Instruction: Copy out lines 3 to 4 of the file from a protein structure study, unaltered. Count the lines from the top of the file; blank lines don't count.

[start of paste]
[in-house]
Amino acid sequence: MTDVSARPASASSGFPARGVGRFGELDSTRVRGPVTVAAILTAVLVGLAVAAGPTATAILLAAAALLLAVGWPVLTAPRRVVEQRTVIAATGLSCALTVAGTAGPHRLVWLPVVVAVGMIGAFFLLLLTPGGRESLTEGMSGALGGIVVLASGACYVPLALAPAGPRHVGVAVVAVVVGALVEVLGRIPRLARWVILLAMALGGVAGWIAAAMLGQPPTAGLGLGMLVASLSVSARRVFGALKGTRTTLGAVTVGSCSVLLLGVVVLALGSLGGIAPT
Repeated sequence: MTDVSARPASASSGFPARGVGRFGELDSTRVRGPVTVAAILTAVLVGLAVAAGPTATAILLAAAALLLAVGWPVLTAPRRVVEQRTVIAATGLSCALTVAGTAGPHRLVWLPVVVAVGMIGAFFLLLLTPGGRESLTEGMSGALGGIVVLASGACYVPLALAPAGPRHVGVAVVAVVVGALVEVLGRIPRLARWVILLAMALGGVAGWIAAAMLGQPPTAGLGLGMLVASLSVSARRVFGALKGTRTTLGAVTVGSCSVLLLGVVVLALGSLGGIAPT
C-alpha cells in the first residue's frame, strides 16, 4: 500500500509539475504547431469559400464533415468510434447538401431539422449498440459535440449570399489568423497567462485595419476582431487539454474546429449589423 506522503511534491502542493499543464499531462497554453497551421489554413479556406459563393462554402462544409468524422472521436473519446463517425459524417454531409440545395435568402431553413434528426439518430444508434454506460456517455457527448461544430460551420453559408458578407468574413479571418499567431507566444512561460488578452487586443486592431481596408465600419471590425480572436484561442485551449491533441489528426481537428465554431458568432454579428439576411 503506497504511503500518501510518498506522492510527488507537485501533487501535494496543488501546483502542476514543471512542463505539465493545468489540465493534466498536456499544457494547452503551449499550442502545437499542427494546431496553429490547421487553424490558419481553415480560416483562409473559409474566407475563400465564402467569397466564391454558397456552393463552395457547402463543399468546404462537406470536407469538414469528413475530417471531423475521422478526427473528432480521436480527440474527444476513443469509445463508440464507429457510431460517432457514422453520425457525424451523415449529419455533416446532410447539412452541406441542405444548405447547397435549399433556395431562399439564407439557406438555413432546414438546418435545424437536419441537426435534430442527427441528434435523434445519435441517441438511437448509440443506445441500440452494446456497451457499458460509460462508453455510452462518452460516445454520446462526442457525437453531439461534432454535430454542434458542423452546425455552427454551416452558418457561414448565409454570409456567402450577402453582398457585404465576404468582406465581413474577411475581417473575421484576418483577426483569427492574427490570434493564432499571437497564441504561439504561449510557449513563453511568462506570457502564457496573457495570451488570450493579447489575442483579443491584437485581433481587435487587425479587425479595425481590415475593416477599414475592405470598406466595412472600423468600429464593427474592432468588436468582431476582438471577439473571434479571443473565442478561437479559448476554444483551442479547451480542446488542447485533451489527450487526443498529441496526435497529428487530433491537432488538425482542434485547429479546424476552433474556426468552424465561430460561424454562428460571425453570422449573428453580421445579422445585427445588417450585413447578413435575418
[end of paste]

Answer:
Repeated sequence: MTDVSARPASASSGFPARGVGRFGELDSTRVRGPVTVAAILTAVLVGLAVAAGPTATAILLAAAALLLAVGWPVLTAPRRVVEQRTVIAATGLSCALTVAGTAGPHRLVWLPVVVAVGMIGAFFLLLLTPGGRESLTEGMSGALGGIVVLASGACYVPLALAPAGPRHVGVAVVAVVVGALVEVLGRIPRLARWVILLAMALGGVAGWIAAAMLGQPPTAGLGLGMLVASLSVSARRVFGALKGTRTTLGAVTVGSCSVLLLGVVVLALGSLGGIAPT
C-alpha cells in the first residue's frame, strides 16, 4: 500500500509539475504547431469559400464533415468510434447538401431539422449498440459535440449570399489568423497567462485595419476582431487539454474546429449589423 506522503511534491502542493499543464499531462497554453497551421489554413479556406459563393462554402462544409468524422472521436473519446463517425459524417454531409440545395435568402431553413434528426439518430444508434454506460456517455457527448461544430460551420453559408458578407468574413479571418499567431507566444512561460488578452487586443486592431481596408465600419471590425480572436484561442485551449491533441489528426481537428465554431458568432454579428439576411 503506497504511503500518501510518498506522492510527488507537485501533487501535494496543488501546483502542476514543471512542463505539465493545468489540465493534466498536456499544457494547452503551449499550442502545437499542427494546431496553429490547421487553424490558419481553415480560416483562409473559409474566407475563400465564402467569397466564391454558397456552393463552395457547402463543399468546404462537406470536407469538414469528413475530417471531423475521422478526427473528432480521436480527440474527444476513443469509445463508440464507429457510431460517432457514422453520425457525424451523415449529419455533416446532410447539412452541406441542405444548405447547397435549399433556395431562399439564407439557406438555413432546414438546418435545424437536419441537426435534430442527427441528434435523434445519435441517441438511437448509440443506445441500440452494446456497451457499458460509460462508453455510452462518452460516445454520446462526442457525437453531439461534432454535430454542434458542423452546425455552427454551416452558418457561414448565409454570409456567402450577402453582398457585404465576404468582406465581413474577411475581417473575421484576418483577426483569427492574427490570434493564432499571437497564441504561439504561449510557449513563453511568462506570457502564457496573457495570451488570450493579447489575442483579443491584437485581433481587435487587425479587425479595425481590415475593416477599414475592405470598406466595412472600423468600429464593427474592432468588436468582431476582438471577439473571434479571443473565442478561437479559448476554444483551442479547451480542446488542447485533451489527450487526443498529441496526435497529428487530433491537432488538425482542434485547429479546424476552433474556426468552424465561430460561424454562428460571425453570422449573428453580421445579422445585427445588417450585413447578413435575418